Although there is an enormous difference in economic/educational knowledge between an American who has a degree in finance or education, and an American who had to struggle to complete a high school diploma, nevertheless the two would most likely still be able to agree upon a fairly straightforward idea: formal education indubitably enhances one’s ability to become a valuable employee, and therefore a contributor to our comparatively wealthy nation. Money is on our minds, and education is almost universally accepted within this country as the means by which to build our fortunes.
Within the next few pages, the aim of this paper is to illustrate with facts and figures more of the mechanics of the answer to the question above. The focus will be upon politics and the history of one particular developing nation, Liberia.
First of all, let’s look at the evidence that Americans see education as the key to opportunity. On a typical day, it is almost guaranteed that msn.com will tout at least three new articles from one, if not all of the following topics: "finding the best college" "the best college for your money," "how to save for your child’s education," "finding the most lucrative major," "where to find baby’s first SAT guide to ensure that he is able to get a 1600 before other kids can walk." The article dujour for April 12 is somewhat subdued, and we see only a few articles on money and/or education: "Tax-day Aftermath in 19 Cities," "Saving Family Fortunes," and last but not least, "Preparing for a High-Paying Job." We are focused on finding both the best education for ourselves AND for our children. Can any of us really deny the powerful, but mixed feelings (awe, admiration, maybe a little bit of envy or self-consciousness) we would have upon meeting someone who non-chalantly declares that he or she recently completed a master’s degree for some convoluted area of study (we’re not even sure what a person with such a degree will do with it) from a very sexy, name-brand college "Certainly," we think to ourselves, "this person has it made when it comes to finding a job." The Black Collegian states, "we launched this magazine with the conviction that earning a higher education was among the most important, transformative and uplifting opportunitites in a young person’s life-and the most challenging. This remains as true today as in 1970." (The Black Collegian, 4) Although, as with everything, there are exceptions to the following statement, it cannot be denied that the majority of Americans will agree that it is wise to pursue a quality education, if one desires to attain a certain level of comfort, and the career necessary for achieving that lifestyle.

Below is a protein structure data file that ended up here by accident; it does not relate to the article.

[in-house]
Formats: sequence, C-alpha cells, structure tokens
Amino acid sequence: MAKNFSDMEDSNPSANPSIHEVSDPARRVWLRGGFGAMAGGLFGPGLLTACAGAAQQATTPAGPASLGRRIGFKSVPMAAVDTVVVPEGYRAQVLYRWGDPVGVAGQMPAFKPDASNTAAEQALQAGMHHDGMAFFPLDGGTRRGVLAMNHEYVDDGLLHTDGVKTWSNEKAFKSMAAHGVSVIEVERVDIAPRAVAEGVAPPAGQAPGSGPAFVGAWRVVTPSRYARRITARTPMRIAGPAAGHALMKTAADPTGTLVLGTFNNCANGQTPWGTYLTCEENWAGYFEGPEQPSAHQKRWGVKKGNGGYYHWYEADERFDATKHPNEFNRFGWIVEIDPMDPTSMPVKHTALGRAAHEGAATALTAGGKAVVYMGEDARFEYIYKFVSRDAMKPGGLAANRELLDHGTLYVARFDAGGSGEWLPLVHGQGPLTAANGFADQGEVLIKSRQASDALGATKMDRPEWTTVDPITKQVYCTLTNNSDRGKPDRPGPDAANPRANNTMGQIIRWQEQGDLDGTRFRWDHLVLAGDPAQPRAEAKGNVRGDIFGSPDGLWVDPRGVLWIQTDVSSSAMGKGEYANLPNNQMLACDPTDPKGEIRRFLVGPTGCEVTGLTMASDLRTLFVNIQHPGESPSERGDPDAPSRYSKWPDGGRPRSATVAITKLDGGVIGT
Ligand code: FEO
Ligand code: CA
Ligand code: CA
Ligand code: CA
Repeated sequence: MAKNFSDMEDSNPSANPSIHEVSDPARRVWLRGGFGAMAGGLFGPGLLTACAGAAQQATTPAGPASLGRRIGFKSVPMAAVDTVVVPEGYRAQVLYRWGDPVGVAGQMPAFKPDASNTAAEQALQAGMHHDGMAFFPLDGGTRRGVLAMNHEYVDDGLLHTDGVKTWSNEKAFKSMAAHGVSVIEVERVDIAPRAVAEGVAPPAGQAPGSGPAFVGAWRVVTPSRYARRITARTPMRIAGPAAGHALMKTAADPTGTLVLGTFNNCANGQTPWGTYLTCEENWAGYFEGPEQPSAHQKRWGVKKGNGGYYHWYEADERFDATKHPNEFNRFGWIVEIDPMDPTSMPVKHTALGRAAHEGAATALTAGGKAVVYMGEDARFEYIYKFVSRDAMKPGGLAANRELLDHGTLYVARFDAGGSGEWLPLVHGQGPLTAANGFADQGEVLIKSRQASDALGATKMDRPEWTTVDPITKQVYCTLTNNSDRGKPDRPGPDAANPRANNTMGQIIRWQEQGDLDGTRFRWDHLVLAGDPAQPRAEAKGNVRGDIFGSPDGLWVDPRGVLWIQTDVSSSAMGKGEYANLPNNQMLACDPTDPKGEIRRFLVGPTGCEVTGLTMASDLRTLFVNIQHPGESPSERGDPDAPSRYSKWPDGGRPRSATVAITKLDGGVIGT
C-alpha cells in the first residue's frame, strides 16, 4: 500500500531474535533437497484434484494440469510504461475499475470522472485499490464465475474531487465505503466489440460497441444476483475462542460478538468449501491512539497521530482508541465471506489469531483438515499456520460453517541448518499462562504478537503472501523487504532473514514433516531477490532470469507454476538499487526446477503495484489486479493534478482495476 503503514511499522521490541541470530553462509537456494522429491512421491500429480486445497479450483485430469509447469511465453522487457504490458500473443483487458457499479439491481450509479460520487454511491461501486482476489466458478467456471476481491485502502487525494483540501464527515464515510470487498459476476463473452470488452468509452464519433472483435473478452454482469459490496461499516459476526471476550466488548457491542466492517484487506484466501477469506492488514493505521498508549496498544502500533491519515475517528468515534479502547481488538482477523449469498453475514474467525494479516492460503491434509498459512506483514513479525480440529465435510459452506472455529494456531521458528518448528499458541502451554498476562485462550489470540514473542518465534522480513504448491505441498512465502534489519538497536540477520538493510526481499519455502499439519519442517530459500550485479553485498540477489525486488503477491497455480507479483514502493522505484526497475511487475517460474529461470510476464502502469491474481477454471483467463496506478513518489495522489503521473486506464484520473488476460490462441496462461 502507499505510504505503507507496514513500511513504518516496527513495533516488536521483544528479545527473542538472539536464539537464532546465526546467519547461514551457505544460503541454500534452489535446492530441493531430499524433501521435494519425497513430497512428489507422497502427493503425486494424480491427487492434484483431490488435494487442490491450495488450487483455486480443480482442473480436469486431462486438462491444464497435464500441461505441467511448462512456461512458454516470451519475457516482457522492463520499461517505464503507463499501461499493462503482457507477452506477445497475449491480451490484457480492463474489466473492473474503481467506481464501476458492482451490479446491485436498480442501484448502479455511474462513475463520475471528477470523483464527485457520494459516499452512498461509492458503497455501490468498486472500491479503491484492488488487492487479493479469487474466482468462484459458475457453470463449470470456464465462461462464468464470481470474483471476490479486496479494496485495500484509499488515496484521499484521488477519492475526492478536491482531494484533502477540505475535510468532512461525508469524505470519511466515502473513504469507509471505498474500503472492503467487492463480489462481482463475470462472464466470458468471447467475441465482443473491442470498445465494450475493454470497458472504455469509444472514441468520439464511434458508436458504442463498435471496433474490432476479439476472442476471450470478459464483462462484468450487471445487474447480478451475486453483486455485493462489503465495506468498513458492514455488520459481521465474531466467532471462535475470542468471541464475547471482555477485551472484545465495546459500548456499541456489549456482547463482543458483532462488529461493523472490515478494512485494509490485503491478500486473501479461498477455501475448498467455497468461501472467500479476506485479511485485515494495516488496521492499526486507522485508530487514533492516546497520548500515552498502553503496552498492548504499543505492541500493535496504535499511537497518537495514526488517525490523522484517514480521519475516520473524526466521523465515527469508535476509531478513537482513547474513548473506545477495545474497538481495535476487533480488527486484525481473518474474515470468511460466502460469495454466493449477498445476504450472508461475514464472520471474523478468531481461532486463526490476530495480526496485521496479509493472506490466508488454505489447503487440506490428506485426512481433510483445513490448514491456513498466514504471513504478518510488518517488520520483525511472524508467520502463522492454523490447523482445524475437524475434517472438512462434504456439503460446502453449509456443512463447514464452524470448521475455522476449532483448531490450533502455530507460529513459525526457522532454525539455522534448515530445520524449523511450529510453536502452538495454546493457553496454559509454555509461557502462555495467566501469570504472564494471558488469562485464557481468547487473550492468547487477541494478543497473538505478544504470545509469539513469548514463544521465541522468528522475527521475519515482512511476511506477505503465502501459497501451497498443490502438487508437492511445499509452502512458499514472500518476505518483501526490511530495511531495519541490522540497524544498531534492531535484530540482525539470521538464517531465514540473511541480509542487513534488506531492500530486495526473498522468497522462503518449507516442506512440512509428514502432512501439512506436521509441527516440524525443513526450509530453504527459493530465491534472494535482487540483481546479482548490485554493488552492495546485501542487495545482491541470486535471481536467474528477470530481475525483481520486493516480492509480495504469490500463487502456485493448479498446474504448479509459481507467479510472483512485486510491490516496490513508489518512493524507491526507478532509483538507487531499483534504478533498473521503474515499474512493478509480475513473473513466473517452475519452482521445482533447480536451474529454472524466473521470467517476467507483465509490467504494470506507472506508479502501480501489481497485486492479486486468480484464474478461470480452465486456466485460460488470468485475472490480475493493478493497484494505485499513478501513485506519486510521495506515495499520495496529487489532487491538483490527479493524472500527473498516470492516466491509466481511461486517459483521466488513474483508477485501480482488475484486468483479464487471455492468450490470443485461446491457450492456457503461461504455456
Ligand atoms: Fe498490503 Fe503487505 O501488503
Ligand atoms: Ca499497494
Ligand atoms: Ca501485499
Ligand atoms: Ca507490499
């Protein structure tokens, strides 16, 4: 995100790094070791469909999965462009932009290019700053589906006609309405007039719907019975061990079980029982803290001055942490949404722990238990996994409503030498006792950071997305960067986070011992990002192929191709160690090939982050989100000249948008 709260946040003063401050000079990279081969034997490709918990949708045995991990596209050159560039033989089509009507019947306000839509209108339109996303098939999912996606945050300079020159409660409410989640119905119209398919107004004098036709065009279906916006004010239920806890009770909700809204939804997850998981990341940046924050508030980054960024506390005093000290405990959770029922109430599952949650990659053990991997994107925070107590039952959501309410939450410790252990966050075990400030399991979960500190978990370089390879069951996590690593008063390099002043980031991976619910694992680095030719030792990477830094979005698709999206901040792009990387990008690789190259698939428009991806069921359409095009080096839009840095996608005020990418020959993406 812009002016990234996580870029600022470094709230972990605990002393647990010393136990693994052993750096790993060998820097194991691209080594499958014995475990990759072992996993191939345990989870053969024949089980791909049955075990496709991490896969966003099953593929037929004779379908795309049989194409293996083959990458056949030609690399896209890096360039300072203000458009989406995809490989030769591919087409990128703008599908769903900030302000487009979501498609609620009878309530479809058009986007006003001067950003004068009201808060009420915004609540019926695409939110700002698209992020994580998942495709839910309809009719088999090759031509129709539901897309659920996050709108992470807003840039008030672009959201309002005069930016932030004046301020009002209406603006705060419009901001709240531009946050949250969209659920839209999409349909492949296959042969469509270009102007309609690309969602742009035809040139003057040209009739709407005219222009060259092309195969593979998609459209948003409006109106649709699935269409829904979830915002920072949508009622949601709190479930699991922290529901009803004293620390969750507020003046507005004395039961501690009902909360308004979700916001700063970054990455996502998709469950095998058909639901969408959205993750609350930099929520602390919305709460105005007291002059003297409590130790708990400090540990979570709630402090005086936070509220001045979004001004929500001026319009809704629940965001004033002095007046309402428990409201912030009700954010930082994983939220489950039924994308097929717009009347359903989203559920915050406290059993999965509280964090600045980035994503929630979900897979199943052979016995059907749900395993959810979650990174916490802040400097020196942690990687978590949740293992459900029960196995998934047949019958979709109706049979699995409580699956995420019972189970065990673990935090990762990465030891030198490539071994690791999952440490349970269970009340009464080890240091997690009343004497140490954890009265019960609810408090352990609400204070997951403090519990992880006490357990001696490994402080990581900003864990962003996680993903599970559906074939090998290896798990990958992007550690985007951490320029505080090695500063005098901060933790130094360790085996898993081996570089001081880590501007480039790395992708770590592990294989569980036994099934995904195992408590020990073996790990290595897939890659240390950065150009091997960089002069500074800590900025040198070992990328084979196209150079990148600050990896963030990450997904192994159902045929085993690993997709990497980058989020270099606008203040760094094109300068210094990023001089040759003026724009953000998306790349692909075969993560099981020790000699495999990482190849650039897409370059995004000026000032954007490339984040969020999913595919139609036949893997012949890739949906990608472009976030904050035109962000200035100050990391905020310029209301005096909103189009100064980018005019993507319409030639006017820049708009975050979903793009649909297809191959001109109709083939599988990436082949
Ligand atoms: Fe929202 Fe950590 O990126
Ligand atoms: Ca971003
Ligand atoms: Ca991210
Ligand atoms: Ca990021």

It can be said that although atypical of every single citizen of the United States, there are also those who see education as more than a means to a financial end, who hold academia dear to their hearts not only for the monetary rewards that it holds, but also for the sake of learning itself, and who will argue strongly against anything they see as threatening to their education:
"Intellectual freedom-the freedom to ask questions, to uncover facts, to speak independently without fear-is the foundation of our democracy and remains of critical importance, especially in a time of crisis,"